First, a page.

Mindfulness and Happiness at WorkPosted: June 16, 2014
Meditation, enlightenment and the pursuit of happiness were once considered the purview of New Age gurus, yogis and hippies—those folks who were “out there.” Now, these concepts, often encompassed under the banner of “mindfulness,” are moving into the mainstream and are being embraced in the business world. Let’s take a look at who’s leading the charge and what they are saying.
“Mindfulness is a process of actively noticing new things.”—Ellen Langer
- Mindfulness in the Age of Complexity. This Harvard Business Review article features an Interview with Ellen Langer, professor of psychology at Harvard. Her research on mindfulness has revealed that, “… by paying attention to what’s going on around us, instead of operating on auto-pilot, we can reduce stress, unlock creativity, and boost performance.” Langer links mindfulness to business practices and leadership at multiple points. Additional resources include her books Mindfulness and Counterclockwise: Mindful Health and the Power of Possibility.
- Another excellent article from Harvard Business Review is Manage Your Work, Manage Your Life, by Harvard professors Boris Groysberg and Robin Abrahams. Here, the authors debunk some of the myths about work/life balance, but also show deliberate choices can help reconcile conflicts between the various roles and responsibilities we all have. They look at five major themes: “defining success for yourself, managing technology, building support networks at work and at home, traveling or relocating selectively, and collaborating with your partner.”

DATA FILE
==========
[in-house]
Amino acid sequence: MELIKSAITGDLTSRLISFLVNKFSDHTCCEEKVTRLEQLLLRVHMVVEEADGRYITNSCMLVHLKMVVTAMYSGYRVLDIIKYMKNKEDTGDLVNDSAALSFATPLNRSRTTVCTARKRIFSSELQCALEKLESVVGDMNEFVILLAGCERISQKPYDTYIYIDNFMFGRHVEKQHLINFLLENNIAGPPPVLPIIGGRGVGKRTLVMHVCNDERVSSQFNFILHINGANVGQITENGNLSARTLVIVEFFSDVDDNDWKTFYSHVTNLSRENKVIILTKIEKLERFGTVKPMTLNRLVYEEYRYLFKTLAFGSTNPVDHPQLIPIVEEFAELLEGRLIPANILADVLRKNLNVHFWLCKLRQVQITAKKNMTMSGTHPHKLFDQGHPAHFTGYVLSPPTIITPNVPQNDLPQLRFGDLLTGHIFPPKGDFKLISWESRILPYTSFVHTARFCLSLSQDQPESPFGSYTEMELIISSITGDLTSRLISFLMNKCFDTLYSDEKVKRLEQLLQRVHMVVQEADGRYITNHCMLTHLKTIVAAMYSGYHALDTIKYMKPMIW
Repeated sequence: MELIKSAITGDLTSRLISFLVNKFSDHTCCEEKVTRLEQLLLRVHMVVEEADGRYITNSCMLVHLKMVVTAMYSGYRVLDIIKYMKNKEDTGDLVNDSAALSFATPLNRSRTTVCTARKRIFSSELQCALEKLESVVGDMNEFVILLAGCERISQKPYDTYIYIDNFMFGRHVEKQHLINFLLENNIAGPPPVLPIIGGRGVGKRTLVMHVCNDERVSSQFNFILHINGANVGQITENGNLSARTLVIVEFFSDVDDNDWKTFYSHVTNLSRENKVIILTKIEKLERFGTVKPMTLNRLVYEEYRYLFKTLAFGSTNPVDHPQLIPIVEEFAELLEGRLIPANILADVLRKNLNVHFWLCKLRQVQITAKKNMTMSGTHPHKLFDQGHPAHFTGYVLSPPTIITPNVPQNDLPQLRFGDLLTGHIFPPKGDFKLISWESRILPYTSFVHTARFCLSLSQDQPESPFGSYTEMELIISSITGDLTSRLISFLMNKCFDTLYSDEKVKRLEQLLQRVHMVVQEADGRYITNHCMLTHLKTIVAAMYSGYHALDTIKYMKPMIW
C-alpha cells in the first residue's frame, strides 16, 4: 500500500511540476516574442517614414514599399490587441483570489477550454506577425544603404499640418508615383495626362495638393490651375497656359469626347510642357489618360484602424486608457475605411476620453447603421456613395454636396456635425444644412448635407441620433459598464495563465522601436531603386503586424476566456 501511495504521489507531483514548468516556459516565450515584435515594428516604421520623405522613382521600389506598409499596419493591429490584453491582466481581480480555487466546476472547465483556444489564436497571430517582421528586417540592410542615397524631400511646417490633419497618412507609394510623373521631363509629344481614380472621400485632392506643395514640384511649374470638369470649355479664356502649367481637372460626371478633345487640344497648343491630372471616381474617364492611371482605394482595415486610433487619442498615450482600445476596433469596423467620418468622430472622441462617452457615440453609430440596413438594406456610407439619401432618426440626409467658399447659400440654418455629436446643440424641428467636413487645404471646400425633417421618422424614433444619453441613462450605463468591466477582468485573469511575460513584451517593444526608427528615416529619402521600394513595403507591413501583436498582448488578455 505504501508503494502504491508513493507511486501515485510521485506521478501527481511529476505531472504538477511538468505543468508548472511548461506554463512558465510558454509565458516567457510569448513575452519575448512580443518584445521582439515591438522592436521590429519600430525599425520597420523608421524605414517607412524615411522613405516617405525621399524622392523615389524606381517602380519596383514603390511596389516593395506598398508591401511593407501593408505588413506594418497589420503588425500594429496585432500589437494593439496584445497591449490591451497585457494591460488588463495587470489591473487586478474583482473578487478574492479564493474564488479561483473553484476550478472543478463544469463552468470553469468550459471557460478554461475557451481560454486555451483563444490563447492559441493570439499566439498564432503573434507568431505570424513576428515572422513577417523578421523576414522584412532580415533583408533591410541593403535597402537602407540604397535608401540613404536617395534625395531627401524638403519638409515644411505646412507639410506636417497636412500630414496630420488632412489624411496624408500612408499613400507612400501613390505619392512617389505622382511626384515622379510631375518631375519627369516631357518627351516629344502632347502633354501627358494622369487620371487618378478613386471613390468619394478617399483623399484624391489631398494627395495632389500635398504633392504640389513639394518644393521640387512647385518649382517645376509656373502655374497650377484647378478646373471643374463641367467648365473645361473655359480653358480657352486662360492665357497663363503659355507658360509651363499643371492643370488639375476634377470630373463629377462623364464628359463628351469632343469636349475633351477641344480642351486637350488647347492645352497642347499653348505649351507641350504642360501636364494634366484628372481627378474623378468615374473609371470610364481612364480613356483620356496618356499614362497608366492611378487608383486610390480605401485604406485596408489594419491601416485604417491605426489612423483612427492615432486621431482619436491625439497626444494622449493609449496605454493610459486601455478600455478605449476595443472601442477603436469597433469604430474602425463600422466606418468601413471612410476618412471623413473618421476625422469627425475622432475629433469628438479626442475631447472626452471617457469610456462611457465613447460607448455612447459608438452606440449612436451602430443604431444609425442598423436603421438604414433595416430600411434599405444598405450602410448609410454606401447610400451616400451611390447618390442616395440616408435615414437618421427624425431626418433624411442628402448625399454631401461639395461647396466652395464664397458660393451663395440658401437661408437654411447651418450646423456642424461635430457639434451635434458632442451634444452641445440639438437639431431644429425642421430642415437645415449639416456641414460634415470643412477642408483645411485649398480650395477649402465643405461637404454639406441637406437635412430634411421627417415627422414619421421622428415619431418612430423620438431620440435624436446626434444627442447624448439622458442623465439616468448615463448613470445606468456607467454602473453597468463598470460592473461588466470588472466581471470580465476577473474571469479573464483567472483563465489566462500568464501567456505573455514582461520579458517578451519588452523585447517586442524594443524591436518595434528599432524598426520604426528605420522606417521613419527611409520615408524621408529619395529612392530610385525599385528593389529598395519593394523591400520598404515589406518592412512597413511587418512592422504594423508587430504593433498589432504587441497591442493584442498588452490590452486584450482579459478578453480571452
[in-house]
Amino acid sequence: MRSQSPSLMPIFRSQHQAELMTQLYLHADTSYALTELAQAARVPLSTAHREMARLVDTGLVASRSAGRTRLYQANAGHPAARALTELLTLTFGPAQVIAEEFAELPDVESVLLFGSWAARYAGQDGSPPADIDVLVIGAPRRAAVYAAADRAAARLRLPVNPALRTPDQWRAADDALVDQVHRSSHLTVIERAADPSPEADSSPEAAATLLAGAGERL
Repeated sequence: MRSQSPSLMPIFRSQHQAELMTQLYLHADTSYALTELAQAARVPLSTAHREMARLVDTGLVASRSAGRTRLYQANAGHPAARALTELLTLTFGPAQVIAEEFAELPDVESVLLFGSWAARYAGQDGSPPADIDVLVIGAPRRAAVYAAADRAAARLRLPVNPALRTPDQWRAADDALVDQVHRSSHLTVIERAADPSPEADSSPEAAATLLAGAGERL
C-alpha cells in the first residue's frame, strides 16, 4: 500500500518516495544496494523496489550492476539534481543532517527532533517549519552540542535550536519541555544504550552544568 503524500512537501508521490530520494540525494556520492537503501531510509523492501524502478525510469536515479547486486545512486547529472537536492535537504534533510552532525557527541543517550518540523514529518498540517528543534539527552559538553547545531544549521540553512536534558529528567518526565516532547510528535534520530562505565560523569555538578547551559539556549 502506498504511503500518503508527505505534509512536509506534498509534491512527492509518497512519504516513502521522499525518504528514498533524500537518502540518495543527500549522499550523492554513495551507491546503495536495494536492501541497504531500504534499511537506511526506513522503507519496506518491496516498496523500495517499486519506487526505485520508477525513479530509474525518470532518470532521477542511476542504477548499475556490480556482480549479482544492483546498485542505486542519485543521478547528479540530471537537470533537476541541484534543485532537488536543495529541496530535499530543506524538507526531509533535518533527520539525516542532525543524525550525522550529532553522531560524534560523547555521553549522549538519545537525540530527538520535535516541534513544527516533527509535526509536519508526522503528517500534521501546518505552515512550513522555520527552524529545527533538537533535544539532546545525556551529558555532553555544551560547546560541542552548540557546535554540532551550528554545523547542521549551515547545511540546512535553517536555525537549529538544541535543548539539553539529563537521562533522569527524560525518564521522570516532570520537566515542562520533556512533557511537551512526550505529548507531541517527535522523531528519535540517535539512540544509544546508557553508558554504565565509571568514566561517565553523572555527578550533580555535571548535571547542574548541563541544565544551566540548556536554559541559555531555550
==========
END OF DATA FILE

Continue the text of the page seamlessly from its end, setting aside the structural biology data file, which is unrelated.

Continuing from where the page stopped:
- Another Harvard prof, author Shawn Achor turns conventional wisdom on its head by showing that instead of success leading to happiness, happiness leads to success. The Happiness Advantage: The Seven Principles of Positive Psychology That Fuel Success and Performance at Work explores tested methods to improve performance and maximize potential.
- Moving away from the academic bent, Nightline anchor Dan Harris takes readers along on his journey through the worlds of spirituality and self-help to discovery the benefits of meditation in 10% Happier: How I Tamed the Voice in My Head, Reduced Stress Without Losing My Edge, and Found Self-Help That Actually Works–A True Story.
Here’s a simple tenet for balance and happiness that I keep in mind: know what you love and love what you do. Living to work is not a privilege that comes easy. What routines do you have that allow you to be clear about who you are and what you enjoy? For example, I enjoy the sensory aspects of cycling…the focus on breathing, cycling technique and being engulfed by the surrounding sights and smells. It helps me reduce the daily noise of work and focus on the important longer-term items necessary for success.